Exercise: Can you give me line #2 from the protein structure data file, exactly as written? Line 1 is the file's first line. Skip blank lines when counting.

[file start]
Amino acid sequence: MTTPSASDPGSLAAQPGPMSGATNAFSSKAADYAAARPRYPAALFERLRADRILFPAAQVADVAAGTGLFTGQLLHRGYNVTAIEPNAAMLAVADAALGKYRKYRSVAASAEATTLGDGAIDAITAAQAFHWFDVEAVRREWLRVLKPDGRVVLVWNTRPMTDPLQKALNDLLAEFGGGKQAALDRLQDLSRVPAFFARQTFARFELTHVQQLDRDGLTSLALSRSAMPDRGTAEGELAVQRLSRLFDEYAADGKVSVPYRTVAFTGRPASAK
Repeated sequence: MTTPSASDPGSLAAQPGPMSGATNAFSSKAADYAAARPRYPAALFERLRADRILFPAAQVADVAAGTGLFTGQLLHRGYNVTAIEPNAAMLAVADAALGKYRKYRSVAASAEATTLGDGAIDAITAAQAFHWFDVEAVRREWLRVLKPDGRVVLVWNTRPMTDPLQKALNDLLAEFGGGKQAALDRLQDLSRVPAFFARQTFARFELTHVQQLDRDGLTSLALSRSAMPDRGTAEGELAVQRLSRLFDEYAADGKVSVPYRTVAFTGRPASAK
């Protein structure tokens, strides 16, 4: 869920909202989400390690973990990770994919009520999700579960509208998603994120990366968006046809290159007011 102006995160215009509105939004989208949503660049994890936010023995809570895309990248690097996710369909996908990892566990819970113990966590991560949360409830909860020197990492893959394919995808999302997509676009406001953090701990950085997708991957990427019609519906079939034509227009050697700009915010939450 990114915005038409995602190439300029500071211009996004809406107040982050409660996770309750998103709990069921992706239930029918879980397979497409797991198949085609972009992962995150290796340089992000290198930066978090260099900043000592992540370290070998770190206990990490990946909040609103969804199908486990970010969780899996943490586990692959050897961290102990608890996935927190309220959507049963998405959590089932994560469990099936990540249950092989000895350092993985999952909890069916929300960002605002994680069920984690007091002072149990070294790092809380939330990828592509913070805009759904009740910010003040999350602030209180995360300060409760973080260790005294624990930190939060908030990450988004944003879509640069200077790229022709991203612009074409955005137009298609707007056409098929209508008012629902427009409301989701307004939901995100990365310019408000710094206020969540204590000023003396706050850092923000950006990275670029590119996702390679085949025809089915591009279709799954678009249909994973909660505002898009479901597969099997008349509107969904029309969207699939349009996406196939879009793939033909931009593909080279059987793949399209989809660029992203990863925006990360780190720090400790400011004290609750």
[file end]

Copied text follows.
Repeated sequence: MTTPSASDPGSLAAQPGPMSGATNAFSSKAADYAAARPRYPAALFERLRADRILFPAAQVADVAAGTGLFTGQLLHRGYNVTAIEPNAAMLAVADAALGKYRKYRSVAASAEATTLGDGAIDAITAAQAFHWFDVEAVRREWLRVLKPDGRVVLVWNTRPMTDPLQKALNDLLAEFGGGKQAALDRLQDLSRVPAFFARQTFARFELTHVQQLDRDGLTSLALSRSAMPDRGTAEGELAVQRLSRLFDEYAADGKVSVPYRTVAFTGRPASAK